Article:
The USS pension fund deficit is not exactly news, but the latest round of headlines only adds to the stink of intergenerational unfairness that surrounds universities. Ant Bagshaw unpicks the numbers and the politics.
The £3,000 fee paying generation is just hitting the height of its repayments, well before the £9,000 hit theirs. David Morris argues that it’s their political impact that is being felt most in the tuition fees debate.
Creative Arts graduates make up 10% of all those captured by LEO, but are by far the lowest earners. If the sector doesn’t wise up, the government will start asking questions, argues Andrew McGettigan.
The current government’s argument that student loans widen participation is misleading, argues Claire Callender, whose new research finds that debt aversion is stopping the poorest from applying to university.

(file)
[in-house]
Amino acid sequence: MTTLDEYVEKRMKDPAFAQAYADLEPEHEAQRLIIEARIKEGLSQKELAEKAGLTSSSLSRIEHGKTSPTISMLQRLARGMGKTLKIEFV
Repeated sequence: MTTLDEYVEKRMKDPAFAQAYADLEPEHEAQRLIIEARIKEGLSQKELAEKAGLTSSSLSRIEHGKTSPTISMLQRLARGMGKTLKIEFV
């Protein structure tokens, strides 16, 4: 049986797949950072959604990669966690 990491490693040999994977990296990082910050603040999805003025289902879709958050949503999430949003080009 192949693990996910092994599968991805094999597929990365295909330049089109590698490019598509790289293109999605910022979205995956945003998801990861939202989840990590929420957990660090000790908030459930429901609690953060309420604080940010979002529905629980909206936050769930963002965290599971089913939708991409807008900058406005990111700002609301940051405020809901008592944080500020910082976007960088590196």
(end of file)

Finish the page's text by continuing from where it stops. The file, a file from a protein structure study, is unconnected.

Beside their divergent views on the merits of tuition fees, there is a surprising amount that is similar across the political parties’ plans for education, with a particular focus on the FE and technical sectors, argues Ant Bagshaw.
Student loan debt is unlike any other form of financial product. This has made it impossible to have a sensible public debate about tuition fees. David Morris breaks down the paradoxes of our university funding system.
There are lots of good reasons for the higher education sector to support a proposal to abolish tuition fees. Christopher Newfield makes the case for reframing the debate about university funding in the UK and the US.
One fifth of the UK’s students are studying in business schools, and EU and international students studying business are worth £3.2 billion to the UK economy. Angus Laing looks at the challenges ahead post-Brexit.